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104 pp Price: £19.95 ISBN 0-85775-945-1 (p/b)
Abingdon: Radcliffe Medical Press, 2003 .
Ten years since last revision, Caring for Dying People of Different Faiths has been extended to encompass African and Afro-Caribbean, Japanese and humanist beliefs and customs. Although written for nurses it makes valuable reading for all health professionals caring for dying patients. Most of us will die in hospital, receiving care from professionals from a wide spectrum of faiths, beliefs and cultural backgrounds—just as now we provide care to a very diverse patient population. We would not expect those caring for us in the future to make assumptions about our beliefs and wishes, and the same applies to our patients today. The beliefs of those from any particular religious group also vary widely, even amongst family groups. Given this, what can this book hope to achieve?
First, by sketching the background to a range of religions and philosophies, and the implications for dying and death, this book has the potential to widen our conceptions of how others cope and find meaning at the end of life. Such understanding may make sense of some of the choices patients make, or the expectations of their families, that may at times appear strange or incomprehensible to us. Similarly, it may cast light on the attitudes and approaches of our professional colleagues. Broadening our awareness in this way has the potential to enhance the decision-making process regarding end-of-life care, and enable us to seek appropriate support for patients and their carers at this time. The implications of certain religious beliefs for medical treatment decisions are outlined, and it is emphasized that the remit for religious and spiritual care extends well beyond the hospital chaplain and our nursing colleagues.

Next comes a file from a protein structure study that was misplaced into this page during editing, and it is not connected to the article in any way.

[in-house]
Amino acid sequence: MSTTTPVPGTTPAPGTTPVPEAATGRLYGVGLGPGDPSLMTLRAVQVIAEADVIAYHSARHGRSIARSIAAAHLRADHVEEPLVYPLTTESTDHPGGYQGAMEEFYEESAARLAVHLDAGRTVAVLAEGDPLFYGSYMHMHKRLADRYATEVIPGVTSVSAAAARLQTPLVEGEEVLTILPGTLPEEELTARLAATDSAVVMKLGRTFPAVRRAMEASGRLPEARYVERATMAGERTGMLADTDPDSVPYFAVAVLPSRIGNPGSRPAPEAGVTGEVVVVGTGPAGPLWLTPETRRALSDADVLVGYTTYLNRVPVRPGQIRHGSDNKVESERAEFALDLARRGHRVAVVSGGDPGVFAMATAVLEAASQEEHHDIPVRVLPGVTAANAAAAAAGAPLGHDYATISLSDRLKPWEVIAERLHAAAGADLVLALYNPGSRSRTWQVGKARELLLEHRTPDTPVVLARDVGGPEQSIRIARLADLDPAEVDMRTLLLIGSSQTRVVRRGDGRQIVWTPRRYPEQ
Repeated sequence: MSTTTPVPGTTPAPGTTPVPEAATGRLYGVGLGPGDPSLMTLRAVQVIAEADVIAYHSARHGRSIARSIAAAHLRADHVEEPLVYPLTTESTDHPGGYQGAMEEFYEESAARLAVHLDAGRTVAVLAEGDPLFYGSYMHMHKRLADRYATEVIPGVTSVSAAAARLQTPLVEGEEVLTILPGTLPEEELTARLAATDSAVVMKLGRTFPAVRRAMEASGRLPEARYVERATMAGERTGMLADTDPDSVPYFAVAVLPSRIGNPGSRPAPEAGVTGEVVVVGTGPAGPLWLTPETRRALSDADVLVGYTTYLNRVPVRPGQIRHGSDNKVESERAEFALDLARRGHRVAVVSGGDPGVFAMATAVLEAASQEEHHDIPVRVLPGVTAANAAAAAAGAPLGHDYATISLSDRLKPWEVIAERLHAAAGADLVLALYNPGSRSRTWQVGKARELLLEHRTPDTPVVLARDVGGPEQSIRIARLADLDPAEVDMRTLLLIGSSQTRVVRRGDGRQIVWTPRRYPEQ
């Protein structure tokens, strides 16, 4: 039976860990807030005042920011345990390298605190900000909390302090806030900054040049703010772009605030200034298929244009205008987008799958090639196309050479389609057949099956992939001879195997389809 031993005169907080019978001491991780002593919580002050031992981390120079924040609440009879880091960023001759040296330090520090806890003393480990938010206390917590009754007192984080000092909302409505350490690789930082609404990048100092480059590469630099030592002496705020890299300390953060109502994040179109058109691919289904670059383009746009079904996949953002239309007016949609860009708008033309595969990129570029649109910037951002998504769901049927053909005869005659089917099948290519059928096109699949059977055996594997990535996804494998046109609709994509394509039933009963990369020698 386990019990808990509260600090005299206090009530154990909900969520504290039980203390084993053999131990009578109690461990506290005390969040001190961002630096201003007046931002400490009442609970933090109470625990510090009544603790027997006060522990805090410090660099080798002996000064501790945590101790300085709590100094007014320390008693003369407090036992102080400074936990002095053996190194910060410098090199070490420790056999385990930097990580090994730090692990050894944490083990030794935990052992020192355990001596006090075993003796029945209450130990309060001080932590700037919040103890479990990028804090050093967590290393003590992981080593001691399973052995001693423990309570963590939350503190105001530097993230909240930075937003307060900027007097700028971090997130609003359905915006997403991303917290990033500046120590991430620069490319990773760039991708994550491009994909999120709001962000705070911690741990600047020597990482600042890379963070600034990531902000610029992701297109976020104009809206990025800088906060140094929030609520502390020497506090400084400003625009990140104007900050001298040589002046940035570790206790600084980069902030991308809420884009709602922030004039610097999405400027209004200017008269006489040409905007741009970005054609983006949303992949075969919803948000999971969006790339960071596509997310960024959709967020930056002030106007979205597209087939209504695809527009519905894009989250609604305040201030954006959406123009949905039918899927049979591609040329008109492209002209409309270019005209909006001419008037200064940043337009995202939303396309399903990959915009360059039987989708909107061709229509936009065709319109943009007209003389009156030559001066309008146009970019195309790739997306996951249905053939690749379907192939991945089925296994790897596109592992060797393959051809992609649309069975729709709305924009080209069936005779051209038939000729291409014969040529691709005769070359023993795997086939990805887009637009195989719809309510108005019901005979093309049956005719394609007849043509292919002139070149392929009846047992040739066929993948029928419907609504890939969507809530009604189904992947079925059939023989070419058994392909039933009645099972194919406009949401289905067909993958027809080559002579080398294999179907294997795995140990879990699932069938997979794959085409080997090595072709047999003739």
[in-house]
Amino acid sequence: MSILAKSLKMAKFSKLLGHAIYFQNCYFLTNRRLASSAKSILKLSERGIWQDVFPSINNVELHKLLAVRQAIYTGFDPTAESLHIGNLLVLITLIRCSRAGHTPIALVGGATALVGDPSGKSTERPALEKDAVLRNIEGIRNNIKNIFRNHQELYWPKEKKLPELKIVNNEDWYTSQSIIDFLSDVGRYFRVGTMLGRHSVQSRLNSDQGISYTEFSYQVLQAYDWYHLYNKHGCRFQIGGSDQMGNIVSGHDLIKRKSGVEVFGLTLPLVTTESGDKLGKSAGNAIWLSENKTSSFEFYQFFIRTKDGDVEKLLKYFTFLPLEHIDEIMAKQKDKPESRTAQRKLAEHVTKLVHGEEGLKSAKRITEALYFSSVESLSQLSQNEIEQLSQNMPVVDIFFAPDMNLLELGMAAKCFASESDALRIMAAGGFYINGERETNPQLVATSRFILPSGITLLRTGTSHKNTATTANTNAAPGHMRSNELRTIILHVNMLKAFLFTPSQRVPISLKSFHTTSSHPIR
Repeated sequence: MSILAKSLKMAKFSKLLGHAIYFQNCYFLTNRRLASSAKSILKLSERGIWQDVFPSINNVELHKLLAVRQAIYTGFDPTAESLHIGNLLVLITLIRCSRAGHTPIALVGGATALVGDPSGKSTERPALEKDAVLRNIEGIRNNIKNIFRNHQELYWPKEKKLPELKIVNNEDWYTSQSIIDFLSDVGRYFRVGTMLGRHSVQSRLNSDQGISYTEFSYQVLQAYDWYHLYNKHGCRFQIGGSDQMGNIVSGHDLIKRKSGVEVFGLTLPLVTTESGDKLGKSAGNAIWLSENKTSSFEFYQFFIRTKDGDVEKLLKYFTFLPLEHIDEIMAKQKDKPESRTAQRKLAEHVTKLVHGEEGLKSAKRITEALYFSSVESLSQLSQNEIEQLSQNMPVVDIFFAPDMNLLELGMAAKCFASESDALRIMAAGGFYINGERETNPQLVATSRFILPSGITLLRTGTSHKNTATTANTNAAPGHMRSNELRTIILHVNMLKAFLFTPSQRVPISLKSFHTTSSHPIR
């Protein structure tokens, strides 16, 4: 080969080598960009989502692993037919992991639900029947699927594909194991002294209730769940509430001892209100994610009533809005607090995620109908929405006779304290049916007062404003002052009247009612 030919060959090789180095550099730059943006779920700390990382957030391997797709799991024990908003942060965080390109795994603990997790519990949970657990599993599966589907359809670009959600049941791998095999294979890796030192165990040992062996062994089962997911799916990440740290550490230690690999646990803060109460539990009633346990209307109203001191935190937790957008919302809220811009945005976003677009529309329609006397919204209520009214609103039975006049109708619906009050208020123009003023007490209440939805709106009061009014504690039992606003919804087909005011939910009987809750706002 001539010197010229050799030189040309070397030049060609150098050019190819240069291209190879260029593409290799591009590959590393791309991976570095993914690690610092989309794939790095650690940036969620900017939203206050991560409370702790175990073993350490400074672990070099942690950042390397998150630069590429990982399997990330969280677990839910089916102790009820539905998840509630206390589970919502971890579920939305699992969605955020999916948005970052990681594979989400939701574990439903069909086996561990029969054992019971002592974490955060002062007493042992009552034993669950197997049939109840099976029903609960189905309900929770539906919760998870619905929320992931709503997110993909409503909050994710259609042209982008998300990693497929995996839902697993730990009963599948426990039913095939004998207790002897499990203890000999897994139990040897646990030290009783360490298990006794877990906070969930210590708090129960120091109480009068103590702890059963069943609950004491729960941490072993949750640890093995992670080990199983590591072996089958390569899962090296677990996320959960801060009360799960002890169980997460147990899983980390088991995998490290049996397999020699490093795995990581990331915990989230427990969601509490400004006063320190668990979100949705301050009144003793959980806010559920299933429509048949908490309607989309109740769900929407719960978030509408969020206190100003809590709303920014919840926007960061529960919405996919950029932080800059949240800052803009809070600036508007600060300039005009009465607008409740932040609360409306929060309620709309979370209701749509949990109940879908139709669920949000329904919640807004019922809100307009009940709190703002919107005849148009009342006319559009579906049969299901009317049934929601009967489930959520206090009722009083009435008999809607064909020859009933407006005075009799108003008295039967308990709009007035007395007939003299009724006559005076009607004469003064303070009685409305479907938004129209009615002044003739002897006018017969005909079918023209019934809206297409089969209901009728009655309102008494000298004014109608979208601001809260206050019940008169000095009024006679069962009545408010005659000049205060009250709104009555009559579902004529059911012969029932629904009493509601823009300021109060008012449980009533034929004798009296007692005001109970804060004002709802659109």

Secondly, with its practical focus the book offers concrete examples of the physical care and rituals that patients and families may expect during the terminal phase, at the time of death, and through into the bereavement period. Getting such details right at this highly sensitive and significant time is crucial. A delay in burial due to the unavailability of a death certificate, for example, or the failure to handle a body after death according to particular religious requirements (including routine nursing care), may cause profound and lasting distress.
I strongly recommend this book to all professionals caring for dying patients. It promises to increase awareness and insight for everyday clinical care, and is a useful introduction for those wishing to explore more theoretical aspects. Beyond this, it is of specific interest to physicians for two reasons. First, a greater understanding of the beliefs of dying people of different faiths aids those medical decisions at the end of life which are so dependent upon individual goals and preferences. Secondly, no matter how good clinical care has been for however long, difficulties and undue distress during the period of dying will be the memories that remain with those close to the patient, and even a little knowledge can enhance a fitting end.